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In: Beyond Dordt and De Auxiliis

Although Johann Wenck and some nineteenth- and twentieth-century scholars associated Nicholas of Cusa with pantheism, major Roman Catholic theologians in the sixteenth and seventeenth centuries embraced Cusanus’ view of the relation of the world to God. Indeed, Théophile Raynaud, a learned Jesuit theologian, saw his doctrine of God as the complicatio or enfolding of all things as useful for opposing medieval pantheists like David of Dinant and Amalric of Bena. Johann Eck, Théophile Raynaud, and Louis Thomassin drew upon this teaching on God as enfolding all things and other elements of Cusanus’ corpus not to reject but to renew early modern Catholic scholastic theology.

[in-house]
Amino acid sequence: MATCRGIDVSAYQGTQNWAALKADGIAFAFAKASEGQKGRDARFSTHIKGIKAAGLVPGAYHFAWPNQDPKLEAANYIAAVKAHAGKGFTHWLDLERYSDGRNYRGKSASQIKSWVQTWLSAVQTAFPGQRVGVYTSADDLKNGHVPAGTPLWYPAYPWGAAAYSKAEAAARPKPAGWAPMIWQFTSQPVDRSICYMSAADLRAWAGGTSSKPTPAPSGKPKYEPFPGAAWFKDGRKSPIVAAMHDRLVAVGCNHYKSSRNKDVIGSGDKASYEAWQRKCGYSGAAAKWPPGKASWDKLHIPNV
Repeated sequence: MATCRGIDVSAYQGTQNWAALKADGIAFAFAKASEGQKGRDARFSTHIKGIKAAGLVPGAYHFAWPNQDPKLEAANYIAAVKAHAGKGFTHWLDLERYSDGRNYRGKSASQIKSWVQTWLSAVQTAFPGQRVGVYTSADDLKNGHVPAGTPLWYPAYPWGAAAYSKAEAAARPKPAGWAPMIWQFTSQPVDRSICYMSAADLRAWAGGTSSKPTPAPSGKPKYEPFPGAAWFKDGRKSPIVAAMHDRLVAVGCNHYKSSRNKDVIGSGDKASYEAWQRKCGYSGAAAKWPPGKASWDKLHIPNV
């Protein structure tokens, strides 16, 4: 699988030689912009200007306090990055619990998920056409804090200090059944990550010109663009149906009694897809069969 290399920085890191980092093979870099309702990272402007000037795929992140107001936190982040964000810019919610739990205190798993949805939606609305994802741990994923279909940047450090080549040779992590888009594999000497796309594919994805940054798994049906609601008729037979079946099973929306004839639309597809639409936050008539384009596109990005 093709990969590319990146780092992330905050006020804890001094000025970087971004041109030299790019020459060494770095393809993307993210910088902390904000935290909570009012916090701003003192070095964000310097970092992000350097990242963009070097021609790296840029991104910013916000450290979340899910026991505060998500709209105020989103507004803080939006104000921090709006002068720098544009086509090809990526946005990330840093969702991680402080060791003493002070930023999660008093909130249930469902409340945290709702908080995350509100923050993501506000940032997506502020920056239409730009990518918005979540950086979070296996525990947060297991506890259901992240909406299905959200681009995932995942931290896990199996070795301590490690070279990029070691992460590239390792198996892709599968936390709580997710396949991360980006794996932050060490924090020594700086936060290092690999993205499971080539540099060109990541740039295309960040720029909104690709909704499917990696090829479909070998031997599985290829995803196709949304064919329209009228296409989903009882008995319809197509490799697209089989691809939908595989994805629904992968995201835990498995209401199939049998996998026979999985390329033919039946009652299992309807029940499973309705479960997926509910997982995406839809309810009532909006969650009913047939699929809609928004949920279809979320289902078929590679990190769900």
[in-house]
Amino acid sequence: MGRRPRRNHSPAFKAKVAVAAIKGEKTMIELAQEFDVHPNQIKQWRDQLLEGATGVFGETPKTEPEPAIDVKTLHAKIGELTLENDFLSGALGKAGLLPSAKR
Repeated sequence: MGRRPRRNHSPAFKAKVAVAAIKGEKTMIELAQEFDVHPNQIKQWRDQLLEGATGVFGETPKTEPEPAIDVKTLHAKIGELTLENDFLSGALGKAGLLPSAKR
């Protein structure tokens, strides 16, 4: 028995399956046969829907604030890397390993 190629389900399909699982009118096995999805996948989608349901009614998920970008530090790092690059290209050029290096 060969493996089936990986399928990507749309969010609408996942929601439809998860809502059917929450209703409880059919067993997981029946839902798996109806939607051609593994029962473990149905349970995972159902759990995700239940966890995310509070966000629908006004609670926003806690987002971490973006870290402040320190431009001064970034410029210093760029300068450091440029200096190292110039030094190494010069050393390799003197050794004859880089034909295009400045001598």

In: Nicholas of Cusa and the Making of the Early Modern World

Although Johann Wenck and some nineteenth- and twentieth-century scholars associated Nicholas of Cusa with pantheism, major Roman Catholic theologians in the sixteenth and seventeenth centuries embraced Cusanus’ view of the relation of the world to God. Indeed, Théophile Raynaud, a learned Jesuit theologian, saw his doctrine of God as the complicatio or enfolding of all things as useful for opposing medieval pantheists like David of Dinant and Amalric of Bena. Johann Eck, Théophile Raynaud, and Louis Thomassin drew upon this teaching on God as enfolding all things and other elements of Cusanus’ corpus not to reject but to renew early modern Catholic scholastic theology.

In: Nicholas of Cusa and the Making of the Early Modern World
In: Beyond Dordt and De Auxiliis